Another fine bowling and fielding effort restricted a dangerous Surrey batting lineup to 151, with Tye taking a Glos-best 3-16 from 4 overs. It was noticeable that Glos managed to prevent the Surrey batsmen from hitting boundaries after the departures of Aaron Finch, Chris Morris and Sibley and it was only a later flourish from the Curran brothers which saw Surrey even pass 150.

The target proved no problem for an in-form Glos batting side, with Ian Cockbain looking especially good as he hit an unbeaten 73 from number three. O'Mish and Klinger (to a great catch by Finch) departed relatively cheaply after getting starts, but the Liverpudlian hit the ball well throughout. His stand of 78 with Chris Dent was sufficient to see us most of the way to another deserved victory.

Video highlights:

Kent 148 for 7 (Denly 51, Howell 3-29) beat Gloucestershire 145 for 8 (Klinger 42, Howell 37) by three runs 

A disappointing result in a tight game with Kent brought the boys back to earth after consecutive wins. This loss sets up a decisive game with Glamorgan in Cardiff on Sunday, with the winner securing a quarter final place and likely going a long way to winning the South Group with only 2 fixtures remaining after the Glamorgan game.

Kent looked to have been restricted to a moderate total, with only Joe Denly with 51 really getting to grips with a parsimonious Glos bowling attack. However, Glos lost wickets with regularity while chasing and only Klinger and Howell really managed any sense of permanence in scoring 42 and 37 respectively. The middle order played some poor shots to get themselves out (Gourmet-Burger in particular slogging brainlessly with Howell well set) and Howell and the tail were left a stiff task at the end.

Benny will doubtless be annoyed at failing to get us over the line in the final over- he was run out attempting to sneak two (after being caught) off a Mitchell Claydon no ball which saw him removed from the attack. This left Griffiths to bowl a free hit dot ball and then complete the over, leaving Kent the winners by just 3 runs. Frustrating not to win after another excellent job in the field, but qualification still remains in our hands.

Video highlights:

Tuesday, 28 June 2016

A view outside the Shire: Tymal Mills

Everyone knows that the good people of the West Country are parochial folk. We don't like venturing too far from home. We aren't often concerned about the goings on any further than the end of our road. But the Jessop Tavern is about breaking boundaries, forging ahead into untried territories, so for the first time in 6 years, a piece about something outside the Shire.

Tymal Mills. Congenital back condition. 90mph speed merchant. T20 only. England call up.

At the start of the month Tymal Mills was given his first call up to the England T20 squad. Mills had been touted for England before. Before the last ashes tour he was mentioned as the English equivalent of Mitchell Johnson, despite having only played a handful of first class matches. Such is the desire for fast bowlers who can top 90 mph consistently. Last year Mills had to call time on his first class career at the tender age of 23 due to his back condition. Since then he has set his sights on forging a career in T20 cricket, with a doctor's note tucked firmly in his pocket should Andrew Strauss start tutting once again.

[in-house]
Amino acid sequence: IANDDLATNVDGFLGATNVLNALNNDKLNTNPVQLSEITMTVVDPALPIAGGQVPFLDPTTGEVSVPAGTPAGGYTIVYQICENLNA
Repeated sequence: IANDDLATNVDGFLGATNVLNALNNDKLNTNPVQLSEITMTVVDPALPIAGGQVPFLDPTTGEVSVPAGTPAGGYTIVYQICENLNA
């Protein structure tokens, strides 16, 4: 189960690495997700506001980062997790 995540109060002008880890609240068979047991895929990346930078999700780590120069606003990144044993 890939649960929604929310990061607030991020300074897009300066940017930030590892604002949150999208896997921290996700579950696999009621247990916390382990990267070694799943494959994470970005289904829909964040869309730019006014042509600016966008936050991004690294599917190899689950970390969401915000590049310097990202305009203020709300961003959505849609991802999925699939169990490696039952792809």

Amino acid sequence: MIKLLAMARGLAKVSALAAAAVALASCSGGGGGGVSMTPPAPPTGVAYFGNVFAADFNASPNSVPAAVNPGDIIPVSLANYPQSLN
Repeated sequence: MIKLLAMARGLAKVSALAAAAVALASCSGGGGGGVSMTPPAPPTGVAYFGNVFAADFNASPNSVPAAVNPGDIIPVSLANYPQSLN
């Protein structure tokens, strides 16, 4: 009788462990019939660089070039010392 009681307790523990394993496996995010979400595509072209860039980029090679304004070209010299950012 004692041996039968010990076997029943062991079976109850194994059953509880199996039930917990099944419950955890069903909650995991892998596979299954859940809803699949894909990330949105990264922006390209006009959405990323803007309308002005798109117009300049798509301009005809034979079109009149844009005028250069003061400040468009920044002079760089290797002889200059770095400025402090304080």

Mills has essentially become cricket's Ledley King. He plays one T20 a week and bowls a few 5 over spells in the nets. If bowling is all about rhythm and getting overs in you then Mills is a very modern anti-tradition practitioner. How workable this is as a way of managing his body could have interesting implications for the old boy coaching manuals.

So it was with interest that the Jessop Tavern took its seat at Arundel and watched Mills get to work. Over the years we have seen plenty of young tearaway quicks. The Jessop Tavern has fond memories of an entertaining West Indies A game at Cheltenham many moons ago that featured a small, fiery kid called Tino Best. Tino roared in, had a follow through that ended past the stumps at the batsman's end and literally terrorised every Gloucestershire batsman who faced him. Tim Hancock took to 'giving himself room' outside leg stump every ball. Quite a long way outside leg stump as well.

So how quick was Mills? Well, disappointingly slow if we are honest. Even on a sluggish wicket you would expect him to still generate enough pace through the air to get the crowd oohhing and aahhhing. Not really. Mills did seem to have a steady diet of slower balls, bowled in a few different ways. All of which the Jessop Tavern was picking from its seat at backward square leg. There were wides. There were byes. There was Benny launching him over the hospitality tents. Twice.

In short the Jessop Tavern was left slightly disappointed by England's latest T20 discovery. Less Mitchell Johnson, a bit more Jade Dernbach, but with less hair.

The Jessop Tavern is now heading back indoors having taken its first foray into looking at the outside world. Deep breaths. It'll be fine.